Deltagandeförbud i rasistiska organisationer? - En undersökning av en eventuell kriminalisering utifrån allmänprevention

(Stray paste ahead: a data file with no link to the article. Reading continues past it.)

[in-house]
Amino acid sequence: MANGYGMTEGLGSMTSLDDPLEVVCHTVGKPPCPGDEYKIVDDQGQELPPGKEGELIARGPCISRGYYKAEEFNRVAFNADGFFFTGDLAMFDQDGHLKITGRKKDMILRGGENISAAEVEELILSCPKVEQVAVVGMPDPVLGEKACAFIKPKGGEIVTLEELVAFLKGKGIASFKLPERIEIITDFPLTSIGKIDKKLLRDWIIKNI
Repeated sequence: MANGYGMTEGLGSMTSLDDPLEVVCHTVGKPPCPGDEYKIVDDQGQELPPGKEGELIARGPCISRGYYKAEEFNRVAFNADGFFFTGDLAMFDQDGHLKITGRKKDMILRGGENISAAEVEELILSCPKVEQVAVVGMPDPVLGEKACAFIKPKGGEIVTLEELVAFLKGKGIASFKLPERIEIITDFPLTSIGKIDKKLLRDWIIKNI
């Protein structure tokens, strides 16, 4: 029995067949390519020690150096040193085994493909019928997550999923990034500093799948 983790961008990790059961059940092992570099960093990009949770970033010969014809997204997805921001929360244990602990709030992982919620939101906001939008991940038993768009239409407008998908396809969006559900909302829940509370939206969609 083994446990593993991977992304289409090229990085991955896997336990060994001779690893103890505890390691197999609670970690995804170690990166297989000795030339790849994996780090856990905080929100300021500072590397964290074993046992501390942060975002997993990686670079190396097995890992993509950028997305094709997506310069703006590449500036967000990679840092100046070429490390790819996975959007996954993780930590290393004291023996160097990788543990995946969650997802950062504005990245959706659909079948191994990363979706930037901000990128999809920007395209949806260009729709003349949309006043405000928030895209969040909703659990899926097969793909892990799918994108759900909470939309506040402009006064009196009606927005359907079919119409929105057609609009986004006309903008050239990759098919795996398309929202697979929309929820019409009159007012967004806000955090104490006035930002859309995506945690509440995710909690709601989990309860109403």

Sammanfattning: The issue of a ban on racist organizations has been considered on several occasions. There are two main reasons for said consideration; firstly, because of Sweden’s association to the United Nations’ International Convention on the Elimination of All Forms of Racial Discrimination (ICERD), which requires the States Parties to ban racist organizations; and secondly, because of the issue of organized racism in Sweden. In preparatory materials, it has been argued that existing Swedish legislation is sufficient to comply with the convention’s requirements and that the circumstances in Sweden are not such that a new legislation is called for. At the same time, media has increasingly reported racist organizations, such as the Nordic Resistance Movement (NMR). Due to organized racism in Sweden, in 2019 the Swedish Government launched a commission of inquiry aimed at investigating whether a ban on racist organizations or participation in such organizations should be introduced. The criminalization of racist organizations is a politically charged matter and political values have frequently been used to argue in favour or against such a ban. Continental theories of criminal law are used to motivate criminalization, and in Sweden the theory of deterrence is considered to be fundamental for criminalization issues. This essay is intended to investigate whether criminalization of participation in racist organizations is justified on the basis of deterrence. This study shows that the growth of organized racism poses a threat to democracy and human equality. Conversely, deterrence, implies that criminalization must reduce the total damage in society, commonly referred to at the Harm Principle (the harm principle) while also being the most effective alternative. Although a participation ban would inhibit the growth 2 of organized racism, there are several criteria for criminalization that must be taken into account. This essay shows that racism is not always connected to an organization, and that it is a widespread issue within many sectors of the Swedish society. In keeping with the Harm Principle, this study shows that criminalizing organized racism does not necessarily reduce the total damage in society nor is the most effective measure.
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